Jump to ContentJump to Main Navigation
The Oxford History of Protestant Dissenting Traditions, Volume IIThe Long Eighteenth Century c. 1689-c. 1828$
Users without a subscription are not able to see the full content.

Andrew Thompson

Print publication date: 2018

Print ISBN-13: 9780198702245

Published to Oxford Scholarship Online: July 2018

DOI: 10.1093/oso/9780198702245.001.0001

Show Summary Details
Page of

PRINTED FROM OXFORD SCHOLARSHIP ONLINE (oxford.universitypressscholarship.com). (c) Copyright Oxford University Press, 2020. All Rights Reserved. An individual user may print out a PDF of a single chapter of a monograph in OSO for personal use. date: 04 December 2020

Dissent in the Atlantic World, 1787–1830

Dissent in the Atlantic World, 1787–1830

(p.200) 10 Dissent in the Atlantic World, 1787–1830
The Oxford History of Protestant Dissenting Traditions, Volume II

Katherine Carté Engel

Oxford University Press

The very term ‘Dissenter’ became problematic in the United States, following the passing of the First Amendment. The formal separation of Church and state embodied in the First Amendment was followed by the ending of state-level tax support for churches. None of the states established after 1792 had formal religious establishments. Baptists, Congregationalists, Presbyterians, and Methodists accounted for the majority of the American population both at the beginning and end of this period, but this simple fact masks an important compositional shift. While the denominations of Old Dissent declined relatively, Methodism grew quickly, representing a third of the population by 1850. Dissenters thus faced several different challenges. Primary among these were how to understand the idea of ‘denomination’ and also the more general role of institutional religion in a post-establishment society. Concerns about missions, and the positions of women and African Americans are best understood within this context.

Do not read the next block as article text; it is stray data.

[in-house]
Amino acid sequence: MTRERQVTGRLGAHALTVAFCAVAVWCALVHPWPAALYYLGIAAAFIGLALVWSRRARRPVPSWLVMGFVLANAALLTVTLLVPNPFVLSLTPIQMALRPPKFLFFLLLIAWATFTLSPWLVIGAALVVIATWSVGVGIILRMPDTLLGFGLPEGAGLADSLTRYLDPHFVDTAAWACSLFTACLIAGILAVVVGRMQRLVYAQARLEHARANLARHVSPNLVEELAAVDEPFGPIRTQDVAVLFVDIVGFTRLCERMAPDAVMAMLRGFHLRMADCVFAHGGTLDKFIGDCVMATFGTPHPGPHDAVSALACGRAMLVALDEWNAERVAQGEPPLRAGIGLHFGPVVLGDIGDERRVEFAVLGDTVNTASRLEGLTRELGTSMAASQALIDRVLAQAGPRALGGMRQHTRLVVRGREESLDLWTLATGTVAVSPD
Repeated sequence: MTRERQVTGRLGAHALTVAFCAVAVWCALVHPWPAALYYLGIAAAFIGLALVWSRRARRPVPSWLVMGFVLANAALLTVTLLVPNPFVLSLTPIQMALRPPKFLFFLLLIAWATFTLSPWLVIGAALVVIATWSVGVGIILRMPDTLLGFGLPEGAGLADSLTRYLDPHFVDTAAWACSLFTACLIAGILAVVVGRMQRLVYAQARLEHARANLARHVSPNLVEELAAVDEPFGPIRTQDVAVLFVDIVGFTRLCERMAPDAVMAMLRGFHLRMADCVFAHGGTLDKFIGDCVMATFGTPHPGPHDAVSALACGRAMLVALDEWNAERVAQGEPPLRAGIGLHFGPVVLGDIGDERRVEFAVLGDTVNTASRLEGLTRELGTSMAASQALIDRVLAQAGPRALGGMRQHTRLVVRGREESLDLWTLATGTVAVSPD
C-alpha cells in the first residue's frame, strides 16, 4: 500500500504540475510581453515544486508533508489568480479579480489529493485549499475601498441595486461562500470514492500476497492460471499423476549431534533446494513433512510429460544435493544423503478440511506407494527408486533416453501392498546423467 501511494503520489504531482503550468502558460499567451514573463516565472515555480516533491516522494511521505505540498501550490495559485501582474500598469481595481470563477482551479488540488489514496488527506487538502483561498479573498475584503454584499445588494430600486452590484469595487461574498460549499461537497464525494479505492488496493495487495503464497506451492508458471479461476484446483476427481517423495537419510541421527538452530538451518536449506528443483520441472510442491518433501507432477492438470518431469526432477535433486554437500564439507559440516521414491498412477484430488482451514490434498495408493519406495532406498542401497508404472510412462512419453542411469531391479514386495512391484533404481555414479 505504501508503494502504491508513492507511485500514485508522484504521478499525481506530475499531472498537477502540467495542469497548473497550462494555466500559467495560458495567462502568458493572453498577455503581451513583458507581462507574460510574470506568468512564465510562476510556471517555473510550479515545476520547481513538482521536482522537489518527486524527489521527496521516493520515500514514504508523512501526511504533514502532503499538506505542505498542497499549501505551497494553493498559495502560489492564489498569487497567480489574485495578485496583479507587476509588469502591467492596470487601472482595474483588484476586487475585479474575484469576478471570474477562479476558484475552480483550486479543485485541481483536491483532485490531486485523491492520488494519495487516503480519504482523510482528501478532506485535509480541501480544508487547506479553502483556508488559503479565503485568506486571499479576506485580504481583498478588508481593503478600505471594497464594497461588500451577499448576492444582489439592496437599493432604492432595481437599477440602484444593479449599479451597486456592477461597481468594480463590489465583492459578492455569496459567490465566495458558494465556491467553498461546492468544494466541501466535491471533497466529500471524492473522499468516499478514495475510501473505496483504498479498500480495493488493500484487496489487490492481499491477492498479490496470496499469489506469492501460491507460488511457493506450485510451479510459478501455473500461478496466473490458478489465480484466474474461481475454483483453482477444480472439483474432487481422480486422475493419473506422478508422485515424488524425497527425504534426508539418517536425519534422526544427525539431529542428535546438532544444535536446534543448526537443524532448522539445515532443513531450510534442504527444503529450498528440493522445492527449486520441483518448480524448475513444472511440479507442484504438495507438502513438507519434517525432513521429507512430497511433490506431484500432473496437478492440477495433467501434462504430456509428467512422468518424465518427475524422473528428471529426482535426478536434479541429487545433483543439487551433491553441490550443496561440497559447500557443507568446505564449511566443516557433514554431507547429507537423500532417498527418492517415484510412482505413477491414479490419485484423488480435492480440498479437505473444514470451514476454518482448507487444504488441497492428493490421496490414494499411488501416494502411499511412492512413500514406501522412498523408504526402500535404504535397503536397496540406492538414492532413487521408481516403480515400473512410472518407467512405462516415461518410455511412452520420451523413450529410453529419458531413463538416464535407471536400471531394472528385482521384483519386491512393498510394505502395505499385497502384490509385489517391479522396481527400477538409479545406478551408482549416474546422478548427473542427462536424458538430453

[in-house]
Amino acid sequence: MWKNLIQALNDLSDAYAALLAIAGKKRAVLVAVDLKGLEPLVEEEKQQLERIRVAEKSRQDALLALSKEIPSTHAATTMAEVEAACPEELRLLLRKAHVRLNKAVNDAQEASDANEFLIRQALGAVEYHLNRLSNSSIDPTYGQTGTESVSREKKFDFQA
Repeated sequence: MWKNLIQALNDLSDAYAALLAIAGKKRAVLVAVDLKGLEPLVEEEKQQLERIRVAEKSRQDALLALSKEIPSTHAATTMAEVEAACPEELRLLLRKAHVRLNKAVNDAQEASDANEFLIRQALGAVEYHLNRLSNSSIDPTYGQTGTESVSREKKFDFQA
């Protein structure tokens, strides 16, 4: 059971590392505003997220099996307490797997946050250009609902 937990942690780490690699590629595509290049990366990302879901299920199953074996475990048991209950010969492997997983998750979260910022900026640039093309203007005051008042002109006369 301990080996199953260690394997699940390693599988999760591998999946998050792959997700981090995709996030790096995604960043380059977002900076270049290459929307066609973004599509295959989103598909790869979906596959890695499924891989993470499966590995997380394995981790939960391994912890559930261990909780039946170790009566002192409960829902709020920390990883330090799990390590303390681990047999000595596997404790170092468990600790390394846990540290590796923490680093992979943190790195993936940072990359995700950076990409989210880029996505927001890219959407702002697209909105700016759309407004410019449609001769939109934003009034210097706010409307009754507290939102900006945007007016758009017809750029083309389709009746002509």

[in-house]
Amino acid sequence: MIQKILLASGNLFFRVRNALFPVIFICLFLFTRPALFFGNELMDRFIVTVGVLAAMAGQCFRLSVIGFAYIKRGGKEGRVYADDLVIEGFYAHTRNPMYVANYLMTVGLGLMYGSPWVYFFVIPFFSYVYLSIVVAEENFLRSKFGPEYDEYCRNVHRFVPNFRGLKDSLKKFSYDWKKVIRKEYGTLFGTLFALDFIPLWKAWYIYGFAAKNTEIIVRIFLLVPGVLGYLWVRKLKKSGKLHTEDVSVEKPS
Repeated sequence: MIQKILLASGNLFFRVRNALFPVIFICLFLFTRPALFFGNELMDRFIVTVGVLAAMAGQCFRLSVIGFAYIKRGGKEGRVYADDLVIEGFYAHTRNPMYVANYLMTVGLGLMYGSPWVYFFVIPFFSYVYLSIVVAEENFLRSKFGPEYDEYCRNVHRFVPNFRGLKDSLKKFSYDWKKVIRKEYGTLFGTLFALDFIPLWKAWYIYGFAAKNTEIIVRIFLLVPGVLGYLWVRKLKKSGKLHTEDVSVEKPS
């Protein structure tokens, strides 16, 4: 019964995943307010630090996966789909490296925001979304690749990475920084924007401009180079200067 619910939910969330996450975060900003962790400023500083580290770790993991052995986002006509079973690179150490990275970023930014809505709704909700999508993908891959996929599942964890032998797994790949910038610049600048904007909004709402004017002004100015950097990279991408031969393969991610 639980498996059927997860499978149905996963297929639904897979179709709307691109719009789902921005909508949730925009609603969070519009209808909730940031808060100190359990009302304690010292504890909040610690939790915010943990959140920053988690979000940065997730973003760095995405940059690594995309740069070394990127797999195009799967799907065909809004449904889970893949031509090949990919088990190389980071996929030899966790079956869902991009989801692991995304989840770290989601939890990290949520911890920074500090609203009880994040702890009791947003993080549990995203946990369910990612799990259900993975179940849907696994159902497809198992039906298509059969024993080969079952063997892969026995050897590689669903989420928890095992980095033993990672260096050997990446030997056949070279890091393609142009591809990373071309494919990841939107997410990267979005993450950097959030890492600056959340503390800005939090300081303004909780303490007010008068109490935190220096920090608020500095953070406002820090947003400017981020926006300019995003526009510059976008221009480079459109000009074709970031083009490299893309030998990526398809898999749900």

Keywords:   Baptists, Canada, Congregationalists, denomination, Methodists, Presbyterians, Quakers, Unitarians, United States

Oxford Scholarship Online requires a subscription or purchase to access the full text of books within the service. Public users can however freely search the site and view the abstracts and keywords for each book and chapter.

Please, subscribe or login to access full text content.

If you think you should have access to this title, please contact your librarian.

To troubleshoot, please check our FAQs , and if you can't find the answer there, please contact us .